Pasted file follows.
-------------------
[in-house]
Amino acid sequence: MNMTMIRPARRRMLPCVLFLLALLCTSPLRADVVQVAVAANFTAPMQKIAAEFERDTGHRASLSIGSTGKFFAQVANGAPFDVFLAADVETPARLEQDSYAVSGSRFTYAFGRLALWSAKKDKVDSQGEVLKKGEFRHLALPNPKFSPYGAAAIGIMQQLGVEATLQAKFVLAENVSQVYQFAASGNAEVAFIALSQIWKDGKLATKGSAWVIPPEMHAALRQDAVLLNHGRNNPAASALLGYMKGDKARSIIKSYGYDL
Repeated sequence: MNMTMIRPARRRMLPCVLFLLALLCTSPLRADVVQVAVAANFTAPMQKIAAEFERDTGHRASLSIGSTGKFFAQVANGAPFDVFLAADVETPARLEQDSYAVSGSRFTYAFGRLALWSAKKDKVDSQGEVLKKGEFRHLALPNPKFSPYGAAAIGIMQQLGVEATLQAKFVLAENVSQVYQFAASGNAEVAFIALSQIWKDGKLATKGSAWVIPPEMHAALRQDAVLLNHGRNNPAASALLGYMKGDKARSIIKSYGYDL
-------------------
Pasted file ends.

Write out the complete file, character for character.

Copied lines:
[in-house]
Amino acid sequence: MNMTMIRPARRRMLPCVLFLLALLCTSPLRADVVQVAVAANFTAPMQKIAAEFERDTGHRASLSIGSTGKFFAQVANGAPFDVFLAADVETPARLEQDSYAVSGSRFTYAFGRLALWSAKKDKVDSQGEVLKKGEFRHLALPNPKFSPYGAAAIGIMQQLGVEATLQAKFVLAENVSQVYQFAASGNAEVAFIALSQIWKDGKLATKGSAWVIPPEMHAALRQDAVLLNHGRNNPAASALLGYMKGDKARSIIKSYGYDL
Repeated sequence: MNMTMIRPARRRMLPCVLFLLALLCTSPLRADVVQVAVAANFTAPMQKIAAEFERDTGHRASLSIGSTGKFFAQVANGAPFDVFLAADVETPARLEQDSYAVSGSRFTYAFGRLALWSAKKDKVDSQGEVLKKGEFRHLALPNPKFSPYGAAAIGIMQQLGVEATLQAKFVLAENVSQVYQFAASGNAEVAFIALSQIWKDGKLATKGSAWVIPPEMHAALRQDAVLLNHGRNNPAASALLGYMKGDKARSIIKSYGYDL